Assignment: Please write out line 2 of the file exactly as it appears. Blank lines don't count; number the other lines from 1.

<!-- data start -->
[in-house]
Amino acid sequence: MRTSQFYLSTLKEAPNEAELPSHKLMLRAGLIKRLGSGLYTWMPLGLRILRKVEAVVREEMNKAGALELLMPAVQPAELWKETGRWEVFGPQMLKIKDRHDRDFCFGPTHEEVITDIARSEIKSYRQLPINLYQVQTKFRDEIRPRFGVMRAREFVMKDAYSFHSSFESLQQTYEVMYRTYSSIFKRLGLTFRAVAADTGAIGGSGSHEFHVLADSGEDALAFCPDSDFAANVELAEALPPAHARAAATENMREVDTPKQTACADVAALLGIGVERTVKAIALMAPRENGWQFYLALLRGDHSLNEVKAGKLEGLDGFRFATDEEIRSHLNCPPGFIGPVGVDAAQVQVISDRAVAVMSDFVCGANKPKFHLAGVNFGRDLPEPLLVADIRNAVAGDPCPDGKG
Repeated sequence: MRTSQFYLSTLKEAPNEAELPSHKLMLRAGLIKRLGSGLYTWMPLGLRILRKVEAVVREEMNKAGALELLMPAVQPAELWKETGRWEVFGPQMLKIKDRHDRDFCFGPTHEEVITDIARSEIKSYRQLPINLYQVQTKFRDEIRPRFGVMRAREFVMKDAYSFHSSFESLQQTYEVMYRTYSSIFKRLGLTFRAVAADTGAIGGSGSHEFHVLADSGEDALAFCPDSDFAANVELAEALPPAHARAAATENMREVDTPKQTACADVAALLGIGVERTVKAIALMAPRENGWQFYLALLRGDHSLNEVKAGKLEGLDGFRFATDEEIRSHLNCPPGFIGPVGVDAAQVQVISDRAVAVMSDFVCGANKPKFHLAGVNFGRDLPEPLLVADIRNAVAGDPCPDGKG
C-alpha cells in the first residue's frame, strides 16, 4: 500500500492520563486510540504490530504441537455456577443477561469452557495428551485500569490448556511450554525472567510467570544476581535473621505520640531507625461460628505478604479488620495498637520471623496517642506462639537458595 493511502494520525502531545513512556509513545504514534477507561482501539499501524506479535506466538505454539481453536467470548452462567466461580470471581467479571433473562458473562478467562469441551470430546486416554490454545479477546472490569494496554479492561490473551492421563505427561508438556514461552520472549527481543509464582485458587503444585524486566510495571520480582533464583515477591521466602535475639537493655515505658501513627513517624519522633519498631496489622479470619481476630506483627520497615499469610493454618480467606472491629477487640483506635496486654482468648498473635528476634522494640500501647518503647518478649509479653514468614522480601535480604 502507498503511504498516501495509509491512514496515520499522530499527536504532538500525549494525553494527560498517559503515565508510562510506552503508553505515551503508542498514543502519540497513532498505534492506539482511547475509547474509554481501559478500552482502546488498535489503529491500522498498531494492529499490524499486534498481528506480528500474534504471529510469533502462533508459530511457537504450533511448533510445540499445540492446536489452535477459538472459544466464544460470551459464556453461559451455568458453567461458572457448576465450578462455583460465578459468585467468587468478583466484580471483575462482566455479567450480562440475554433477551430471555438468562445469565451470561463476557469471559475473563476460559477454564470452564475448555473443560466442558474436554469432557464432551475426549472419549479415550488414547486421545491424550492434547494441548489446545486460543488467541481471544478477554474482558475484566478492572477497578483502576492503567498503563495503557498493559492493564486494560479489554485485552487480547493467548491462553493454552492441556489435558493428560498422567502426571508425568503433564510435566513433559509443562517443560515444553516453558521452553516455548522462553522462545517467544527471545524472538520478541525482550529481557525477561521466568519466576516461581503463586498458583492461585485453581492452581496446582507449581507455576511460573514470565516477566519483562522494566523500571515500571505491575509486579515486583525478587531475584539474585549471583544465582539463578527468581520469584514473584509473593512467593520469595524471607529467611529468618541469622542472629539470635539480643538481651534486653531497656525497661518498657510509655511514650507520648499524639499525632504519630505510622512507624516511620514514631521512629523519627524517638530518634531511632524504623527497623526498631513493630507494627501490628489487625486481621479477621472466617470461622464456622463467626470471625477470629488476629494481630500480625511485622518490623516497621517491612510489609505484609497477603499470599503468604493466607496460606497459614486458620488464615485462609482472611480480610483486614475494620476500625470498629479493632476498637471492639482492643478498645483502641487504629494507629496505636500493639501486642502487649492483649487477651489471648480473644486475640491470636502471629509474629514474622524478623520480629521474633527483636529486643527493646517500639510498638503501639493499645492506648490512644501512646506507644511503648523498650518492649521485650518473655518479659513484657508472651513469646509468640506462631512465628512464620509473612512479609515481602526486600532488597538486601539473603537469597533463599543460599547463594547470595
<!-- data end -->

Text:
Amino acid sequence: MRTSQFYLSTLKEAPNEAELPSHKLMLRAGLIKRLGSGLYTWMPLGLRILRKVEAVVREEMNKAGALELLMPAVQPAELWKETGRWEVFGPQMLKIKDRHDRDFCFGPTHEEVITDIARSEIKSYRQLPINLYQVQTKFRDEIRPRFGVMRAREFVMKDAYSFHSSFESLQQTYEVMYRTYSSIFKRLGLTFRAVAADTGAIGGSGSHEFHVLADSGEDALAFCPDSDFAANVELAEALPPAHARAAATENMREVDTPKQTACADVAALLGIGVERTVKAIALMAPRENGWQFYLALLRGDHSLNEVKAGKLEGLDGFRFATDEEIRSHLNCPPGFIGPVGVDAAQVQVISDRAVAVMSDFVCGANKPKFHLAGVNFGRDLPEPLLVADIRNAVAGDPCPDGKG